Kombucha For Beginners

Chances are if you have not tried Kombucha, you have at least heard of it.  Having been around for centuries, it first made an appearance in US health food stores sometime during the 1990’s. Gaining popularity, probably due to the reported health benefits, Kombucha can now be found at most local grocery stores. 

What is it?

Kombucha is a fermented beverage made with a SCOBY (symbiotic colony of bacteria and yeast), black tea, and sugar.  The SCOBY consumes 90% of the sugar during the fermentation process which usually takes between 7 to 12 days. Once the process is complete you are left with a tangy beverage full on vitamins, beneficial acids, probiotics, and enzymes known for the positive effects they have on your health.

Benefits of Kombucha

While there have been numerous benefits reported on the nutrient dense beverage, from better digestion to arthritis prevention, it is important to note that there is still much research to be done. Here are some of the most common benefits believed to be found in Kombucha in layman’s terms


Full of enzymes and bacterial acids, it is believed that Kombucha can aid in the bodies natural detoxification process. Gluconic Acid found in Kombucha binds to toxins and helps to expel them from the body. Glucaric Acid, produced during the fermentation process  may help boost the efficiency of the liver.

Aids in Digestion

Good gut bacteria can be depleted over time by such factors as alcohol use, antibiotics and stress. Kombucha helps replenish some of this good bacteria that aids the body in the digestive process.

Boosts the immune system

Probiotics found in Kombucha help cultivate a healthy gut and strengthen our defenses against harmful microbes and some forms of illness. It is also a natural source of antioxidants which can help detoxify the body and help to protect against diseases.

Joint Health

Glucosamine, which is another compound found in Kombucha, enhances hyaluronic acid production, which helps to protect cartilage and reduce arthritic pain.

While it’s too soon to be declared a cure all, it definitely seems like a great addition to your diet.

Steps to Make Your Own Kombucha

While it can be found at your local market, it may be beneficial to try your hand at making your own. Here is an easy process:


  • 1 gallon glass jar
  • Cheese Cloth
  • Sugar
  • Black tea
  • SCOBY ( available from many online sources. I got mine from poseymom.com)


  1. Gather sterilized equipment
  2. Make  1 gallon black tea
  3. Add 1 cup sugar
  4. Pour brewed tea into glass jar once it has cooled
  5. Add 1 cup brewed raw Kombucha (which usually comes with Scoby
  6. Place Scoby on top, ideally it will float on top to seal air, but it will grow over the course of fermentation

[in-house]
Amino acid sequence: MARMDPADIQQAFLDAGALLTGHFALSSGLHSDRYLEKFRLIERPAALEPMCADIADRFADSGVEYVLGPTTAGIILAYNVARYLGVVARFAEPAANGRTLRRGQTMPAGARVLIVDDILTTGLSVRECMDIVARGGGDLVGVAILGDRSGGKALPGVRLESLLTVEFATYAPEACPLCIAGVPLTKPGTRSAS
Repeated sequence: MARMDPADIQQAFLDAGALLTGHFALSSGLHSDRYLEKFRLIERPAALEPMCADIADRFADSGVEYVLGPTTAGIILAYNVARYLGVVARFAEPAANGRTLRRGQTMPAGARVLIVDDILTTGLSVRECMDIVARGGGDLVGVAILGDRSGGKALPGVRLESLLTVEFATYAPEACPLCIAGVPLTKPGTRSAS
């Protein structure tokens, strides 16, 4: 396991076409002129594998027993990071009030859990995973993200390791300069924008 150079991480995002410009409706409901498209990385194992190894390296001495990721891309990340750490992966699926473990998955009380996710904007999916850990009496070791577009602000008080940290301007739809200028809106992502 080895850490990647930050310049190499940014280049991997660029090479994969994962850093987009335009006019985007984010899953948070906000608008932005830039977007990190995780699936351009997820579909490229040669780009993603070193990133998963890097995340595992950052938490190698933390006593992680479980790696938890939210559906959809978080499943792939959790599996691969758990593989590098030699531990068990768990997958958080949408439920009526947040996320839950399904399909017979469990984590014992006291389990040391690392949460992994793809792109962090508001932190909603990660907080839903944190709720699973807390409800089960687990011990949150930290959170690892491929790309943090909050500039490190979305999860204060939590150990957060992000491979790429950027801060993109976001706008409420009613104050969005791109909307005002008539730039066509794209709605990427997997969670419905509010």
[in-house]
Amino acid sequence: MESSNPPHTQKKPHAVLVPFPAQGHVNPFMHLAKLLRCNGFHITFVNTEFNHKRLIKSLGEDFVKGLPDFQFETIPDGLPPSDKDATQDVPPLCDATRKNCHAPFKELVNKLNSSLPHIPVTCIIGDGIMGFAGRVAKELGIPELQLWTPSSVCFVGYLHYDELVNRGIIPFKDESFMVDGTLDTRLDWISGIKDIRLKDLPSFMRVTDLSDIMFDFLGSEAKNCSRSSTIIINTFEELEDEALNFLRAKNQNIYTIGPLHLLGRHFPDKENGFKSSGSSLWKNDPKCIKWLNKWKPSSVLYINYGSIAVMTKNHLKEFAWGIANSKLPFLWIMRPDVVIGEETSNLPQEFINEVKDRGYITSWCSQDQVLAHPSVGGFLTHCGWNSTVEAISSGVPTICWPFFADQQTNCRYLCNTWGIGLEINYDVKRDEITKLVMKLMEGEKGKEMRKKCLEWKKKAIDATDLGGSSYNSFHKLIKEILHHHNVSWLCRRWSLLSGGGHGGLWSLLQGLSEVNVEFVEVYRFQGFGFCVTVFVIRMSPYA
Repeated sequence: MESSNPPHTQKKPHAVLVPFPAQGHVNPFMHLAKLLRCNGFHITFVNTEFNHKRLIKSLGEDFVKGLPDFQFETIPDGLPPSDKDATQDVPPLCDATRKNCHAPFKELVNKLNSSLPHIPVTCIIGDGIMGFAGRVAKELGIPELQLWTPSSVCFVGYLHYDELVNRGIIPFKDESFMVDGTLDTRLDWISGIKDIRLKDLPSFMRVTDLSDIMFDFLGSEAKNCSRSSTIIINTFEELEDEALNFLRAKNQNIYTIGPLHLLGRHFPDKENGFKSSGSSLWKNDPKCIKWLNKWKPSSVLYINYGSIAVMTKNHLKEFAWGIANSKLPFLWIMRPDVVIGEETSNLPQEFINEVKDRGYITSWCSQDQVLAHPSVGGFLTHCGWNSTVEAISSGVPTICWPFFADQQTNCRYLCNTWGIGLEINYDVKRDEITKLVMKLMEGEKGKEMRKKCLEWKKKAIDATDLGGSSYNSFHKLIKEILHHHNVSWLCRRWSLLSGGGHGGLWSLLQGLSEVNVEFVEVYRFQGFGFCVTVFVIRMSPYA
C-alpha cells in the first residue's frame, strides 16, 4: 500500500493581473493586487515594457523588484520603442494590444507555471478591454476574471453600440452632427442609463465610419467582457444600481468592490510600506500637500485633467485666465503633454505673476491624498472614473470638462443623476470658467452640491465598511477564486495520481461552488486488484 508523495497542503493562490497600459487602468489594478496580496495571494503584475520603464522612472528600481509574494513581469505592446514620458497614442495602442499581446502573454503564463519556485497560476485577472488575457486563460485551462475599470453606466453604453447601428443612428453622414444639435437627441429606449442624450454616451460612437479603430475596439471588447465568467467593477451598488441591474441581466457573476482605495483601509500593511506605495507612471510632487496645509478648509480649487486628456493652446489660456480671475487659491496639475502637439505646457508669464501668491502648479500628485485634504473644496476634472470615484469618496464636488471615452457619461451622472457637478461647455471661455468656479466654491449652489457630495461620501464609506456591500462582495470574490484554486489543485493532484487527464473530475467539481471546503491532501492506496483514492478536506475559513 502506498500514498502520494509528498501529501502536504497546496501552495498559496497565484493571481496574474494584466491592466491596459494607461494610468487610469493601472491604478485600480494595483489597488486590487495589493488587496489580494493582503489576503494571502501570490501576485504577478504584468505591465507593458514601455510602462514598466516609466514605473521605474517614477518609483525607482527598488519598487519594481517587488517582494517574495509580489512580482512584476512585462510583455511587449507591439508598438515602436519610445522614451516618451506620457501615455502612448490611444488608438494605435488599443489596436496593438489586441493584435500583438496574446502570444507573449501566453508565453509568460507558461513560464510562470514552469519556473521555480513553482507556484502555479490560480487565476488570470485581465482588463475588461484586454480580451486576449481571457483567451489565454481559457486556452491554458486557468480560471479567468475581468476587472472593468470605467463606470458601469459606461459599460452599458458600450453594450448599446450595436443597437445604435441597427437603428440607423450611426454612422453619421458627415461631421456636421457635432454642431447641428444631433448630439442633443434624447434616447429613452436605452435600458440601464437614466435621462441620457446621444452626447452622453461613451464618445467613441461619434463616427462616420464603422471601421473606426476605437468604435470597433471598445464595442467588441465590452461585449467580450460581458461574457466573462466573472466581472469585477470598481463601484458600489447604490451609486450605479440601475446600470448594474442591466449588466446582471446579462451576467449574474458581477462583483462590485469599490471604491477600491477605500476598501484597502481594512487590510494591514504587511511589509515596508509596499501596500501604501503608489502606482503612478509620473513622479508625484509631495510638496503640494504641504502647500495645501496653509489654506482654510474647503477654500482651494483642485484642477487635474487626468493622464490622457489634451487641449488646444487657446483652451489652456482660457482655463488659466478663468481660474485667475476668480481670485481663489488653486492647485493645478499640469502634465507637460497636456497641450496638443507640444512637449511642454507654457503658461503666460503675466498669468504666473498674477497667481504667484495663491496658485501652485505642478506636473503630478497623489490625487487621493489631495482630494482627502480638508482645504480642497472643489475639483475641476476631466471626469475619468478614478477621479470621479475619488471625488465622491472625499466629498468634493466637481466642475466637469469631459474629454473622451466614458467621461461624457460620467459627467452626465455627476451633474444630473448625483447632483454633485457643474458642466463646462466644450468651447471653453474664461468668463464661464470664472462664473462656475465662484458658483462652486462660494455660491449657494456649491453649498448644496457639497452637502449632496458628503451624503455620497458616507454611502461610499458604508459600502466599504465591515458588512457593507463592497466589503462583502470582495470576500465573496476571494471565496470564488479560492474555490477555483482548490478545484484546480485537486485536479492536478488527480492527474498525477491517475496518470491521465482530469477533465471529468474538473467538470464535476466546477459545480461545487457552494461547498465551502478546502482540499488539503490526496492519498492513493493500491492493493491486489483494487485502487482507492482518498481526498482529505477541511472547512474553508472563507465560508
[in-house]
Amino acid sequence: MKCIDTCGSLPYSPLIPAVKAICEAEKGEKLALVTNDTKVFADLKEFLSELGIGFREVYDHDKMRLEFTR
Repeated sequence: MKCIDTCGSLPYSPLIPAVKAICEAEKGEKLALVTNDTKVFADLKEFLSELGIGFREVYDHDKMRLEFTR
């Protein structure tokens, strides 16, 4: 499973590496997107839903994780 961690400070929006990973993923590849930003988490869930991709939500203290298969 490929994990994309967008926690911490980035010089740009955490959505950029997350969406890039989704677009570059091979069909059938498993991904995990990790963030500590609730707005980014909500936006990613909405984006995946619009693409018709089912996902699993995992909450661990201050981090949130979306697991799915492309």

7. Cover with cheese cloth and store in a warm dark place
  8. Allow to ferment for 7 to 12 days.
  9. Remove Scoby and 1 Cup of Kombucha. The original Scoby (mother) will have formed a second scoby (baby). Use the baby along with the cup of Kombuca to start a new batch.

Some people flavor with juice and added fruit.  If you choose to do this it would be 1 part juice to 4 parts Kombucha. You will then need to cover and let sit for 1 to 2 more days.


As with any fermented product those pregnant, or nursing and those with health conditions should check with their doctor before consuming.

If made incorrectly, Kombucha can contain harmul bacteria that could be dangerous. This is rare, but caution should be taken when brewing at home.

Some bloating may occur do to the presence of probiotics and carbonation.

How To Host A Perfect Potluck

Gatherings do not have to be complicated or stressful.  With a little planning ahead of time potlucks can be one of the most stress-free and economical ways to host a get together.



 Any occasion is a great for a potluck! Whether it be a work luncheon, pool party, or something more formal, wherever there is a gathering of  people that need to eat a potluck can be incorporated.  Some of the best times are shared over a meal.


Unless you want a very eclectic spread, you may want to set a theme such as “Italian” or “Comfort Foods” to narrow down what type of cuisine you will be having. However, it is definitely not a requirement.

Once this is decided, it is time to figure out how not to end up with 40 appetizers and no main dishes. One common method is to have a sign up sheet broken down by the following categories: appetizer, salad, main dish, dessert, and drinks. Then have your guest let you know  what dish they would like to bring. Be sure to let them know how many people are attending so they know how much to prepare.

As host, in addition to the dish you are making, it is customary for you to provide the location, utensils, plates, cups, and bowls.


 When setting foods out for display you will want to organize them according to what type of dish they are.  Start with the appetizers, then move on to soups and salads,  main dishes, and finally your desserts.

It may be a good idea to have labels and markers on hand to label guests dishes.

After Party

Once all is said and done, you will usually have plenty of volunteers that will help you clean up, which makes clean up a breeze.

Make sure guests remember to take home their serving dishes and offer them some send  some leftovers home with them.

It doesn’t get much easier than that! Good time, good food, and good friends!

What are your favorite dishes to take to a potluck? Please comment below!